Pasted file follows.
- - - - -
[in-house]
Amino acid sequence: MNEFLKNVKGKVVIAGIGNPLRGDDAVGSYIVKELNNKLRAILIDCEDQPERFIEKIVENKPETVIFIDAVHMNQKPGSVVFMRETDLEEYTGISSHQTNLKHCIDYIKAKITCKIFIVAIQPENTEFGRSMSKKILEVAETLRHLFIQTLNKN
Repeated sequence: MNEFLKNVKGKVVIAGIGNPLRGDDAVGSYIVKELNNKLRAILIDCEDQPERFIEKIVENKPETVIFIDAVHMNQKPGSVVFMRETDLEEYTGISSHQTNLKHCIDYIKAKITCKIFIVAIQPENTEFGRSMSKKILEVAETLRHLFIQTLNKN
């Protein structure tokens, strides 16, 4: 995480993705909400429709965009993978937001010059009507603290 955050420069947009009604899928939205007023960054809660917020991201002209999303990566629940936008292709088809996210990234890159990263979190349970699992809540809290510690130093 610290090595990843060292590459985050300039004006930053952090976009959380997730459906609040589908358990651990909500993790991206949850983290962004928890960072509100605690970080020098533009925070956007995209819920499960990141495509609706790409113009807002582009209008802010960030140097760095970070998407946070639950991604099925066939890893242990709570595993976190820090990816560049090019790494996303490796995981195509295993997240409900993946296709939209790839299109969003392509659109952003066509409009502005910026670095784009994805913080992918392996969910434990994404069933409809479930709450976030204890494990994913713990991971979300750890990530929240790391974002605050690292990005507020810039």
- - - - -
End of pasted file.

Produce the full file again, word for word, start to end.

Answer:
[in-house]
Amino acid sequence: MNEFLKNVKGKVVIAGIGNPLRGDDAVGSYIVKELNNKLRAILIDCEDQPERFIEKIVENKPETVIFIDAVHMNQKPGSVVFMRETDLEEYTGISSHQTNLKHCIDYIKAKITCKIFIVAIQPENTEFGRSMSKKILEVAETLRHLFIQTLNKN
Repeated sequence: MNEFLKNVKGKVVIAGIGNPLRGDDAVGSYIVKELNNKLRAILIDCEDQPERFIEKIVENKPETVIFIDAVHMNQKPGSVVFMRETDLEEYTGISSHQTNLKHCIDYIKAKITCKIFIVAIQPENTEFGRSMSKKILEVAETLRHLFIQTLNKN
């Protein structure tokens, strides 16, 4: 995480993705909400429709965009993978937001010059009507603290 955050420069947009009604899928939205007023960054809660917020991201002209999303990566629940936008292709088809996210990234890159990263979190349970699992809540809290510690130093 610290090595990843060292590459985050300039004006930053952090976009959380997730459906609040589908358990651990909500993790991206949850983290962004928890960072509100605690970080020098533009925070956007995209819920499960990141495509609706790409113009807002582009209008802010960030140097760095970070998407946070639950991604099925066939890893242990709570595993976190820090990816560049090019790494996303490796995981195509295993997240409900993946296709939209790839299109969003392509659109952003066509409009502005910026670095784009994805913080992918392996969910434990994404069933409809479930709450976030204890494990994913713990991971979300750890990530929240790391974002605050690292990005507020810039």